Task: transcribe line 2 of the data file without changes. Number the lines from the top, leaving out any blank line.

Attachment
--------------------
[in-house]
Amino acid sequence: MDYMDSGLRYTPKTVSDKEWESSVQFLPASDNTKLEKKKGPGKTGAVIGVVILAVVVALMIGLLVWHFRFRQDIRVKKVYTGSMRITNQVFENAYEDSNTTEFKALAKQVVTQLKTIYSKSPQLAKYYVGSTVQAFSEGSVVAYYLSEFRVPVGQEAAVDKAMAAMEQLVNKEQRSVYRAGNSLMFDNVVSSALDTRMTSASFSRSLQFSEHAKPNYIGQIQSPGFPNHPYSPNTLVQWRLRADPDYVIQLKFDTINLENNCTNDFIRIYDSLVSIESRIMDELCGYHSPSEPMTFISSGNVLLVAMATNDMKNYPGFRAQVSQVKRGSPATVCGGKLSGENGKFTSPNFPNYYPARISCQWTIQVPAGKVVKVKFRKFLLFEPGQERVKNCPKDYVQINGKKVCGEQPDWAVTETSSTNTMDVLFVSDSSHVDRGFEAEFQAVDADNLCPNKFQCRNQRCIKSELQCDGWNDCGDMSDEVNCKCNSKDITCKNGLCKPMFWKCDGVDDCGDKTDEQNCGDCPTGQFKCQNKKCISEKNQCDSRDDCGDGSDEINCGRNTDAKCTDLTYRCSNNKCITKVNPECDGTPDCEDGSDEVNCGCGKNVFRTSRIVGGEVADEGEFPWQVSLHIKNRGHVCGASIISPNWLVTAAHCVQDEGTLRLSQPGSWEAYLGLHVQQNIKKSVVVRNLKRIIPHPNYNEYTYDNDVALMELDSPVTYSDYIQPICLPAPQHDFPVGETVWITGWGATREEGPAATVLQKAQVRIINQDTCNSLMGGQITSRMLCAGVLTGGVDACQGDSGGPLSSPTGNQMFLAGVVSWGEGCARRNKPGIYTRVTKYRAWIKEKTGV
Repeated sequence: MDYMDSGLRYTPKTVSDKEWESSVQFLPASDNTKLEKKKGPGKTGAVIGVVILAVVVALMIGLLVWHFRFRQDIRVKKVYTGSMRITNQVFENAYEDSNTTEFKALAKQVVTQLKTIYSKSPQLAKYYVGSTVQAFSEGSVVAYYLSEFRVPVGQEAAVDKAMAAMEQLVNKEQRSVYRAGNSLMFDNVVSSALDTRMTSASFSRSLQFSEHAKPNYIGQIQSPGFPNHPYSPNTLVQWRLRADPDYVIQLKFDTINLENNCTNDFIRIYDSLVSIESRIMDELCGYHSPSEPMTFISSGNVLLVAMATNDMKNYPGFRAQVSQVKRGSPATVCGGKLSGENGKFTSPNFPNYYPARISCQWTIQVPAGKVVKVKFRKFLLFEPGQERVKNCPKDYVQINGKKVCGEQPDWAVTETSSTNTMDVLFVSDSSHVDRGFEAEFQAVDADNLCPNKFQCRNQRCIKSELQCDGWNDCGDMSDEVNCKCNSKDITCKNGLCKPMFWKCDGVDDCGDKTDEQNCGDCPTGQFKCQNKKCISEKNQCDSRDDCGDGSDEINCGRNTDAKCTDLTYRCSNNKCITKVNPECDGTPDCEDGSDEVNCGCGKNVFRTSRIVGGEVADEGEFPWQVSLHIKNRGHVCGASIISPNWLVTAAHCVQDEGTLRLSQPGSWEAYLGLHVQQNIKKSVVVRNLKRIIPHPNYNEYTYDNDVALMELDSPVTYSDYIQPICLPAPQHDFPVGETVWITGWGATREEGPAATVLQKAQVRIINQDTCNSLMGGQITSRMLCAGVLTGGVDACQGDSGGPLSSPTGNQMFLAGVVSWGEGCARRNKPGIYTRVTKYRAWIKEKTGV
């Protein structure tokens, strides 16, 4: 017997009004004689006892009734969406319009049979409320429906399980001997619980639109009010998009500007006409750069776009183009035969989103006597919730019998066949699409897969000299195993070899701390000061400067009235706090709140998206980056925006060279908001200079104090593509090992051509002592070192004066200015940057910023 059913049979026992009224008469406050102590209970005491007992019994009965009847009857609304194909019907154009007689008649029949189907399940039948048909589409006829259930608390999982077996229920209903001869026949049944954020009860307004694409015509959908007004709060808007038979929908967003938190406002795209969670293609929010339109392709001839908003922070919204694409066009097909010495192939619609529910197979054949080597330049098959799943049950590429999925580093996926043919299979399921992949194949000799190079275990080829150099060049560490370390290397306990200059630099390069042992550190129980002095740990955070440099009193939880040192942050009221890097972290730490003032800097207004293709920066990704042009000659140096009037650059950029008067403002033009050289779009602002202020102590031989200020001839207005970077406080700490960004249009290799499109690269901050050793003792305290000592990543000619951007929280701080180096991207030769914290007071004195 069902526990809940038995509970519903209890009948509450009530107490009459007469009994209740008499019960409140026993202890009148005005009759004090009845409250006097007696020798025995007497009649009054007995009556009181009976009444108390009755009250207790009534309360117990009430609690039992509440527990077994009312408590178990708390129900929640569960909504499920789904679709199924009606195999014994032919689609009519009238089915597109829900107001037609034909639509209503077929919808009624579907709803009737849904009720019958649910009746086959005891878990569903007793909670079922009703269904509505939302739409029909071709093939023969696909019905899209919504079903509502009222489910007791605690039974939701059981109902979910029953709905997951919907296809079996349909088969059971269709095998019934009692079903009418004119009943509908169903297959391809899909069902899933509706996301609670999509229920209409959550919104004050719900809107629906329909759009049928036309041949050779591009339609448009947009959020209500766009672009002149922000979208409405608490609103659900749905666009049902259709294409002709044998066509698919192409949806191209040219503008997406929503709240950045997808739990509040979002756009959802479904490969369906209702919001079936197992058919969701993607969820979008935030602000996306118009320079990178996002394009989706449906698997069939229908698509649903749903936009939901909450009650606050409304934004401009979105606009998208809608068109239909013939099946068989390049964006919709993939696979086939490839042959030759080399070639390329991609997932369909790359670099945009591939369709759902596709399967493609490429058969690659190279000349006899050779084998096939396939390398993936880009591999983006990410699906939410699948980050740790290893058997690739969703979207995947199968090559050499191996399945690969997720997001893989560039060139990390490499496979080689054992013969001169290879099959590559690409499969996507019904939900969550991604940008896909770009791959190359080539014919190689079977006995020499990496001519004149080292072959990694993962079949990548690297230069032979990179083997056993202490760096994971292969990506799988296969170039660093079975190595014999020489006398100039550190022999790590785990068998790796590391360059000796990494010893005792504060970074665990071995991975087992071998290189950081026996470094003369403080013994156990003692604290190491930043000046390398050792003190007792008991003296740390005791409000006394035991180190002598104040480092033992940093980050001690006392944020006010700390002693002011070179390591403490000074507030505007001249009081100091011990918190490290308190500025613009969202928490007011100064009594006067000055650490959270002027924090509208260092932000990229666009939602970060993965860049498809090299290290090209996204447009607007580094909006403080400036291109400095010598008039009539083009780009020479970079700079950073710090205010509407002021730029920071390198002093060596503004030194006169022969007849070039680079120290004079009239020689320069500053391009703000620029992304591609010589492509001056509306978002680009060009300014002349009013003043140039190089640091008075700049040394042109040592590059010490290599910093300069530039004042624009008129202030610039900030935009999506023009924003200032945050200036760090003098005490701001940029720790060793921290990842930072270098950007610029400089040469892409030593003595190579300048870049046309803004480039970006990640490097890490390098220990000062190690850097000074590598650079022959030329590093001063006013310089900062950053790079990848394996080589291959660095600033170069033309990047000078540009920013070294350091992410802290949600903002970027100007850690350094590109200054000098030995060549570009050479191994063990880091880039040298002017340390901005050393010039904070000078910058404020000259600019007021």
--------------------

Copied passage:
Amino acid sequence: MDYMDSGLRYTPKTVSDKEWESSVQFLPASDNTKLEKKKGPGKTGAVIGVVILAVVVALMIGLLVWHFRFRQDIRVKKVYTGSMRITNQVFENAYEDSNTTEFKALAKQVVTQLKTIYSKSPQLAKYYVGSTVQAFSEGSVVAYYLSEFRVPVGQEAAVDKAMAAMEQLVNKEQRSVYRAGNSLMFDNVVSSALDTRMTSASFSRSLQFSEHAKPNYIGQIQSPGFPNHPYSPNTLVQWRLRADPDYVIQLKFDTINLENNCTNDFIRIYDSLVSIESRIMDELCGYHSPSEPMTFISSGNVLLVAMATNDMKNYPGFRAQVSQVKRGSPATVCGGKLSGENGKFTSPNFPNYYPARISCQWTIQVPAGKVVKVKFRKFLLFEPGQERVKNCPKDYVQINGKKVCGEQPDWAVTETSSTNTMDVLFVSDSSHVDRGFEAEFQAVDADNLCPNKFQCRNQRCIKSELQCDGWNDCGDMSDEVNCKCNSKDITCKNGLCKPMFWKCDGVDDCGDKTDEQNCGDCPTGQFKCQNKKCISEKNQCDSRDDCGDGSDEINCGRNTDAKCTDLTYRCSNNKCITKVNPECDGTPDCEDGSDEVNCGCGKNVFRTSRIVGGEVADEGEFPWQVSLHIKNRGHVCGASIISPNWLVTAAHCVQDEGTLRLSQPGSWEAYLGLHVQQNIKKSVVVRNLKRIIPHPNYNEYTYDNDVALMELDSPVTYSDYIQPICLPAPQHDFPVGETVWITGWGATREEGPAATVLQKAQVRIINQDTCNSLMGGQITSRMLCAGVLTGGVDACQGDSGGPLSSPTGNQMFLAGVVSWGEGCARRNKPGIYTRVTKYRAWIKEKTGV